This letter was written by Capt. Horatio Nelson Hunt (1826-1896) of Leon, Cattaraugus county. Horatio enlisted on 15 September 1861 and was commissioned 1st Lieutenant of Co. K, 64th New York Infantry. He was promoted to Captain of his company on 24 May 1862, just one week before he was wounded in the fighting at Fair Oaks, Virginia. Less than three weeks later he sat down to write his wife, Jane (Murdock) Hunt (1826-1899) and his seven children the following letter.
His parents were Sherebial Hunt (1801-1889) and Anna Reed (1799-1846) of Bristol county, Massachusetts. Horatio was a cooper by trade.
For the 64th New York Infantry, Fair Oaks (or Seven Pines) was their first real emersion in combat. They performed remarkable well—“with great steadiness under a fire which killed or wounded 173 of its members.” Among those wounded in action from Co. K at Fair Oaks, besides Capt. Hunt, were Conrad Auchmire, Wayne V. Bloodgood, Joseph Bower, Nathaniel T. Cooper, Albert W. Dye, George Francis, Joseph Furnace, Galette Gilbert, Joseph Gooden, Gustavus Grover, Charles M. Ingraham, Patrick Maign, William Marsh, Fergus Merriman, Thomas P. W. Palmer, Delos E. Pember, Samuel Penner, and George W. Wellman.
Fair Oaks, Virginia
June 19th 1862
Dear Wife and children,
I improve the present opportunity in writing to you to let you know that I am well. I received a letter from you some 3 days ago. Was glad to hear that you was all well. I received a letter from Card. He said you were all well.
You will see by the heading of this that we are at the same place that we have been for about 3 weeks. When we will make our advance is more than I can tell. Our army are very busy throwing up entrenchments, planting [illegible]. Yesterday our regiment was to work on breastworks. We have got some splendid works here. There is no news of importance. I am making out Descriptive lists for those that were wounded as fast as they apply for them. Some are at Philadelphia 1 & some at Portsmouth, some one place & some in another. All have left here. Some are expected back soon & some not at all. Our boys are all well as usual. Harvey is some lame today. His leg troubles him once in awhile. N___ is well and fat. The boys all dram whiskey twice a day and gill a day. They are not allowed to sell or transfer it. Anyone that not present at roll call loses his whiskey ration. Most of them all are on hand every time. It was recommended by the surgeon of the army today.
We draw potatoes the first time for 3 or 4 months, dried apples for the first time since in the army. We have to have onions soon they say. Our boys went in on taters today. When they were still out you could see about a dozen heads hanging over the kettle to time. Poor fellows. How I did pity them. But most of the folks say they are nothing but soldiers. Anything is good enough for them. Nothing but the [illegible]. Oh how I wish they could see what I have seen just once. Once would be enough. Men—yes, young men—the pride of our country, standing face to face with the enemy & face to face with death, dropping and falling on both sides and pleading for help all for their rights and liberties and blessings of those to enjoy who are at home sleeping on their downy pillows of ease, while the soldier walks his lonely beat at the dead of night. Shame on such patriotism. Shame on such talk. They ought to hide their faces from the sight of human beings. We forgive them.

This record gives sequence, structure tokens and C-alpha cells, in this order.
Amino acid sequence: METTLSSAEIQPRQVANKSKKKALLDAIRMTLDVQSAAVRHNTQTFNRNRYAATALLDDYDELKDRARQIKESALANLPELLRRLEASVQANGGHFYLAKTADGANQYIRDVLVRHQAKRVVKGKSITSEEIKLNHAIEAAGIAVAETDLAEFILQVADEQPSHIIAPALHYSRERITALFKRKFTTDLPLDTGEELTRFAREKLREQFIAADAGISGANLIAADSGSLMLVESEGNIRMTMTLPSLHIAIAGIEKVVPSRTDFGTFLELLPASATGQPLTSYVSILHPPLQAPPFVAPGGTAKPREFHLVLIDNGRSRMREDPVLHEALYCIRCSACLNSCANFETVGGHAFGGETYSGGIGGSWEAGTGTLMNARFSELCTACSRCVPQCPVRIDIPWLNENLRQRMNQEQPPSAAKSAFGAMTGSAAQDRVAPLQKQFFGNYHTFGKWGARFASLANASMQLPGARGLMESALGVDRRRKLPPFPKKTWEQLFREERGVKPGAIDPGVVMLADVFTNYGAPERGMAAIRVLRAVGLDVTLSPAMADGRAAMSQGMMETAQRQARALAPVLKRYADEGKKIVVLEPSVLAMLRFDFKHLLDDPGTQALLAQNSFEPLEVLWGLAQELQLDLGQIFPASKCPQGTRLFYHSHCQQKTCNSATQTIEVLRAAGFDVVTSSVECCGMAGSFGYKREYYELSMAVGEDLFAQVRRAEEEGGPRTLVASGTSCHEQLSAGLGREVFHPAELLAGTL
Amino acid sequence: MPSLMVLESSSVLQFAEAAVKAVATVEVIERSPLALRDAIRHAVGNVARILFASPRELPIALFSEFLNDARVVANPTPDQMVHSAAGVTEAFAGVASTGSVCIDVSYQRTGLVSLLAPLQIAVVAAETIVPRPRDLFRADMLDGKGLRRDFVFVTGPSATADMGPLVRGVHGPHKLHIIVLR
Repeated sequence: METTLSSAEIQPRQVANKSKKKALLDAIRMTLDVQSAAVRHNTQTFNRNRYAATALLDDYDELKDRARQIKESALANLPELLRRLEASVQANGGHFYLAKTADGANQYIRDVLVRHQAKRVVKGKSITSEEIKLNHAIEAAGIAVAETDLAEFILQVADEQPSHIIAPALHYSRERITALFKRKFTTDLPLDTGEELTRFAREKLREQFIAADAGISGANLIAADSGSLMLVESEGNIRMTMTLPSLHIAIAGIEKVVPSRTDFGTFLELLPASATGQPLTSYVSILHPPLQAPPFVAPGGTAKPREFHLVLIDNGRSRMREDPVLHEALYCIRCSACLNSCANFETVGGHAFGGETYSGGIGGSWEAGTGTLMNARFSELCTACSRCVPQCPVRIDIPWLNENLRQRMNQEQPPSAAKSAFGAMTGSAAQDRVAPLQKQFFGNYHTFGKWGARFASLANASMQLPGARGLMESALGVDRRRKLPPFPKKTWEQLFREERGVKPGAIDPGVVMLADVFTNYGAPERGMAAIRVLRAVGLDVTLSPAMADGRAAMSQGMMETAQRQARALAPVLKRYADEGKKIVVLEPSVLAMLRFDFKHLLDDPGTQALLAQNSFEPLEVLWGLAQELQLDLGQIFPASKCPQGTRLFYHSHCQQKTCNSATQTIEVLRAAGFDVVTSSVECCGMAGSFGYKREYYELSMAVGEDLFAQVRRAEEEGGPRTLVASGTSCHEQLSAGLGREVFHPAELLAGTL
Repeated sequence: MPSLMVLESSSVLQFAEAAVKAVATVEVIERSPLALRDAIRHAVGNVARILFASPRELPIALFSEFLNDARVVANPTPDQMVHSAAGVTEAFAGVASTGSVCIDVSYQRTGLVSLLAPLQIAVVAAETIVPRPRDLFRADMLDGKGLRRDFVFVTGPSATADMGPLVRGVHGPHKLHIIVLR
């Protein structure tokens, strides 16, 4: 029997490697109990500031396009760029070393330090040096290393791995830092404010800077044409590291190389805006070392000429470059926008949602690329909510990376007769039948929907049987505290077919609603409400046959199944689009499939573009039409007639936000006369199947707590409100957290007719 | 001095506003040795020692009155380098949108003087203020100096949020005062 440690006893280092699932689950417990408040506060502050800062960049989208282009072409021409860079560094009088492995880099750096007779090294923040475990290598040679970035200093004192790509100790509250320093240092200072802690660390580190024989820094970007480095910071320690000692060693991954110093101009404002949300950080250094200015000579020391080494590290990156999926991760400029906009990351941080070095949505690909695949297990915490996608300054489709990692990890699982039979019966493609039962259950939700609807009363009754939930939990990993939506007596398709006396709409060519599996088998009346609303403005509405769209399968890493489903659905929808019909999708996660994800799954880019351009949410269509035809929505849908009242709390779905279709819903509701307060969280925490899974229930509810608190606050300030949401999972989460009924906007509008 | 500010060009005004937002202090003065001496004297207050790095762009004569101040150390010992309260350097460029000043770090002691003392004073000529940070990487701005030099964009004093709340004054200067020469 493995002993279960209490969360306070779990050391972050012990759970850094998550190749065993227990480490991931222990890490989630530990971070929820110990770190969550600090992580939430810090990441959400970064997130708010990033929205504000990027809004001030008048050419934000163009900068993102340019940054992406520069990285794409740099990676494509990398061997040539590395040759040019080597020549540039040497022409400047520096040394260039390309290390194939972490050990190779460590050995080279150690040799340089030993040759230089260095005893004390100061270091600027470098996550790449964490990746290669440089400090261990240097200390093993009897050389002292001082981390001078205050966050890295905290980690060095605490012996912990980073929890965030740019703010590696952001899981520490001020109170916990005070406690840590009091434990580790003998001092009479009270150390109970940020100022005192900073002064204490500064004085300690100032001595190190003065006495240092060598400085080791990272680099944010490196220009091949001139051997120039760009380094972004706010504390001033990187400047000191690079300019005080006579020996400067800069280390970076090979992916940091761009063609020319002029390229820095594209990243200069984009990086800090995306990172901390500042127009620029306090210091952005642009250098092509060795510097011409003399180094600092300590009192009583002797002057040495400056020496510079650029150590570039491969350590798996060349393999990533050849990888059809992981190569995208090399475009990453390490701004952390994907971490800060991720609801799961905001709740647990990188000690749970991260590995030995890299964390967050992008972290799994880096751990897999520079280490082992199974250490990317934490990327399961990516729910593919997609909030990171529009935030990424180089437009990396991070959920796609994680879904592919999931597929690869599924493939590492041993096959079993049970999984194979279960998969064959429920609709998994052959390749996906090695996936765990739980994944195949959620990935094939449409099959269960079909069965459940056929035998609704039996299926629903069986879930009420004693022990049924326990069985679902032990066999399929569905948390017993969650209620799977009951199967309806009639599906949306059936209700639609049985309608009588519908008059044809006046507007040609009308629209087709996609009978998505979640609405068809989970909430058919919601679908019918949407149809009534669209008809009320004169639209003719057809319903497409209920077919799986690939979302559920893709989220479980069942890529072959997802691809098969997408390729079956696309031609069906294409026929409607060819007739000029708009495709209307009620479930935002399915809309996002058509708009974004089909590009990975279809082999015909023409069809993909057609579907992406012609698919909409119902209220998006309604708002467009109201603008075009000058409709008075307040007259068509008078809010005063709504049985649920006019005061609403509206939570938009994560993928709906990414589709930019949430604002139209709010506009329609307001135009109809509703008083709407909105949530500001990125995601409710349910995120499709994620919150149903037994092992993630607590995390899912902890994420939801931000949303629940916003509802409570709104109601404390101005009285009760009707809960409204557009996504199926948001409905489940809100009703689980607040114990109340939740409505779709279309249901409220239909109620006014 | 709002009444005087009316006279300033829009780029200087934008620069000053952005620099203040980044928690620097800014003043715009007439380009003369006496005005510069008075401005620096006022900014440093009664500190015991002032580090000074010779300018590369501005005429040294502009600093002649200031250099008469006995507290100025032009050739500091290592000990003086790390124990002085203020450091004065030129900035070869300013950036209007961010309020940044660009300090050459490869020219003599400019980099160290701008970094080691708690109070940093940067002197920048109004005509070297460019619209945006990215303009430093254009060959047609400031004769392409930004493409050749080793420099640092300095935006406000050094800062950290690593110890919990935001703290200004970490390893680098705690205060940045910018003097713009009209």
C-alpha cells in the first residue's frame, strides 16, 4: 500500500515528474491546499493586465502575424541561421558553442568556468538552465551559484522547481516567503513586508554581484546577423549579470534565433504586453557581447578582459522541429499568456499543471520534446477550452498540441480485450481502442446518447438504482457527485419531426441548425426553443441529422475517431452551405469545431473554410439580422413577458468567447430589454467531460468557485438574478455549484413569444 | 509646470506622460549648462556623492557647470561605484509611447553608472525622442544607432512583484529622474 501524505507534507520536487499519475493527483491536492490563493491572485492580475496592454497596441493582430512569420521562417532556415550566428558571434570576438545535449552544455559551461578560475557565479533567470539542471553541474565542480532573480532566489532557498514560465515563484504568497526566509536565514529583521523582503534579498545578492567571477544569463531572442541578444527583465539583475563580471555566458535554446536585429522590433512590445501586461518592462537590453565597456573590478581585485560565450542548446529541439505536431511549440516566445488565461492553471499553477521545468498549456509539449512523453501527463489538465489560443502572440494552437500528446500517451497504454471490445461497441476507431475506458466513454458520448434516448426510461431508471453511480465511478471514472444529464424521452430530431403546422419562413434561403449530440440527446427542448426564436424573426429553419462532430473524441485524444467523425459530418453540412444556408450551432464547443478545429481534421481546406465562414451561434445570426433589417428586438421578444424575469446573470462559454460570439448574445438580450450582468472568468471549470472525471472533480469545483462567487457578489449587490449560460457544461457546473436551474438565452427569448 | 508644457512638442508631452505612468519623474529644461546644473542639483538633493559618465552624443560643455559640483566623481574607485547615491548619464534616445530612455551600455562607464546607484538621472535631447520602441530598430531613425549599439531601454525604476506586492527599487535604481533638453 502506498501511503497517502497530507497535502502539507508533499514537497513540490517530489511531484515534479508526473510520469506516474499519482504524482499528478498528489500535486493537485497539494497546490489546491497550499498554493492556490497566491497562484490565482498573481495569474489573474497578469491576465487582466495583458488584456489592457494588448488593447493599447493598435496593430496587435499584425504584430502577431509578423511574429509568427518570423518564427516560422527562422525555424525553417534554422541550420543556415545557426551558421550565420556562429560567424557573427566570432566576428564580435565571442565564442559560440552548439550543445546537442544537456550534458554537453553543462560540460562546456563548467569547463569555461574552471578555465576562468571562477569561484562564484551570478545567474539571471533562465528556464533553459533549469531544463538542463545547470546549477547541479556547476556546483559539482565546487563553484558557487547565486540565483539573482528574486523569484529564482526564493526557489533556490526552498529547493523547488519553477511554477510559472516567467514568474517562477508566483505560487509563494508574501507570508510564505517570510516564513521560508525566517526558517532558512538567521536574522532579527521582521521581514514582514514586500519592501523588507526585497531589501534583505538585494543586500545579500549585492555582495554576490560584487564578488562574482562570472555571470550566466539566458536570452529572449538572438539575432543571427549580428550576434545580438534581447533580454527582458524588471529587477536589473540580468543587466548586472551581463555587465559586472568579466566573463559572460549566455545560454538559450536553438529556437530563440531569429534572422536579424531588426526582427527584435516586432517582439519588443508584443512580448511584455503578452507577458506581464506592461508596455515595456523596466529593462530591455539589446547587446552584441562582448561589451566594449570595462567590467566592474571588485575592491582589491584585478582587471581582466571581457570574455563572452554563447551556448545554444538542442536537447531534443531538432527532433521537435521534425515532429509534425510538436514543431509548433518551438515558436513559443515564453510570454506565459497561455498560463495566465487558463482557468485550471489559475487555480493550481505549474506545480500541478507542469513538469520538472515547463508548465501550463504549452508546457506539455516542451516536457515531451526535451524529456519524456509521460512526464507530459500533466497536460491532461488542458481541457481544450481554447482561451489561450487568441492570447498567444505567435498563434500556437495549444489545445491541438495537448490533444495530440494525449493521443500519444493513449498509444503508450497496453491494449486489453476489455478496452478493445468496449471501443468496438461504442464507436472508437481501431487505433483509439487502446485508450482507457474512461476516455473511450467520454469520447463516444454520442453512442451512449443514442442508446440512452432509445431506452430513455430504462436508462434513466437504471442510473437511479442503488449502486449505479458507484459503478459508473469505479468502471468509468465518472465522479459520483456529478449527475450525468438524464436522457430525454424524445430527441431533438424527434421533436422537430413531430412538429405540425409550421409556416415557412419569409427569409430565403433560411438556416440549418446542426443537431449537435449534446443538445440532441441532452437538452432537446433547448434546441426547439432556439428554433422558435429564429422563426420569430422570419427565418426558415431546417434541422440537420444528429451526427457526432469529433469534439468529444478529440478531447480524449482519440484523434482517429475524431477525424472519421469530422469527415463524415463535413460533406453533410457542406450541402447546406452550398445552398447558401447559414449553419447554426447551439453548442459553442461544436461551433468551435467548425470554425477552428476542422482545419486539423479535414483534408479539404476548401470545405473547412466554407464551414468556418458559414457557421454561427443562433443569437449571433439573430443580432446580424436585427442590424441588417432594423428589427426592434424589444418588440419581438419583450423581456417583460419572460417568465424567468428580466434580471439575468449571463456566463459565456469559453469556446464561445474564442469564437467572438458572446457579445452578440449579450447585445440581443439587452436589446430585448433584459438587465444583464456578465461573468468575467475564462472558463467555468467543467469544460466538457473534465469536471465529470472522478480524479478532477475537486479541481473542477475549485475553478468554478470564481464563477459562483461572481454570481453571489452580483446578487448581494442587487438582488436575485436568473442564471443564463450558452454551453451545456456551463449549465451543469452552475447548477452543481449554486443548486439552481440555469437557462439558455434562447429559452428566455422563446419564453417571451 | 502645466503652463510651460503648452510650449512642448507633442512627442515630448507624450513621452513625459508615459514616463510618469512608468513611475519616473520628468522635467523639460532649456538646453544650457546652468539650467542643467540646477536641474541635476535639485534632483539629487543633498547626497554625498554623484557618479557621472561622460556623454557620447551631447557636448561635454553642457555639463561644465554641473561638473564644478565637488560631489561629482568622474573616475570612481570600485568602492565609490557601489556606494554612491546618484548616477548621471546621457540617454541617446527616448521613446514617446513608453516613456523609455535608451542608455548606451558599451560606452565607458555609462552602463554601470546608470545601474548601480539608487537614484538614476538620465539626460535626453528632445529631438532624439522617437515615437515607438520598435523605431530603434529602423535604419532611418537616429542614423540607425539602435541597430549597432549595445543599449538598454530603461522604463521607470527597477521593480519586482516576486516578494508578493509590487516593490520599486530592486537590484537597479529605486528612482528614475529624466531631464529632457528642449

Jane, I have just been to the office (a cloth tent) to get our mail. I found yours of the 13th inst. to me. Was very glad that you were as well as usual. Frant must not come come too often. I calculated to write to her often. She can get it without come home more than once a week. I wrote her a long letter but a short time since. Mr. Franklin’s folks wanted to know where William was. I have not found out yet. As soon as I do, I will inform them. I will answer all enquiries anyone wishes that is in my power to answer.
I have had letters from Fry & George [Wellman] and many other boys that was wounded. All are doing well as can be expected. I sed them their Descriptive lists and account of pay and clothing so that they can get their pay and discharge if they are considered unfit for duty.
I am very busy making our pay rolls. It is a long job, We have to make four just alike. We will get pay again soon probably. How much money have you now and how much shall I send you next time. Write soon and tell me what you ned, what you want, and all about matters. I send in this a gold pen and silver case and pencil to Frant. She must be careful of it and not lose it for it is a good one.
I want you to get someone to look at the wing part of the house and see what is the least they will underpin it for with lime and mortar in a good workmanlike manner. Ledge stone wall to commence ten inches below the top of the ground in a ditch filled with small stone. All for cash when done and accepted. Perhaps Corydon will see to it for you. When it is done, the southeast corner or the whole [ ] must be leveled up for it has sagged some.
I send my love to you and the children. Goodbye for this time. Write soon all news. Yours truly, — H. N. Hunt
1 One of the members of the 64th NYSV sent to Philadelphia for the treatment of wounds received at Fair Oaks was Daniel Wiley Lafferty of Co. A. His wound resulted in the loss of the 3rd finger on his left hand. See his letter of 25 June 1862.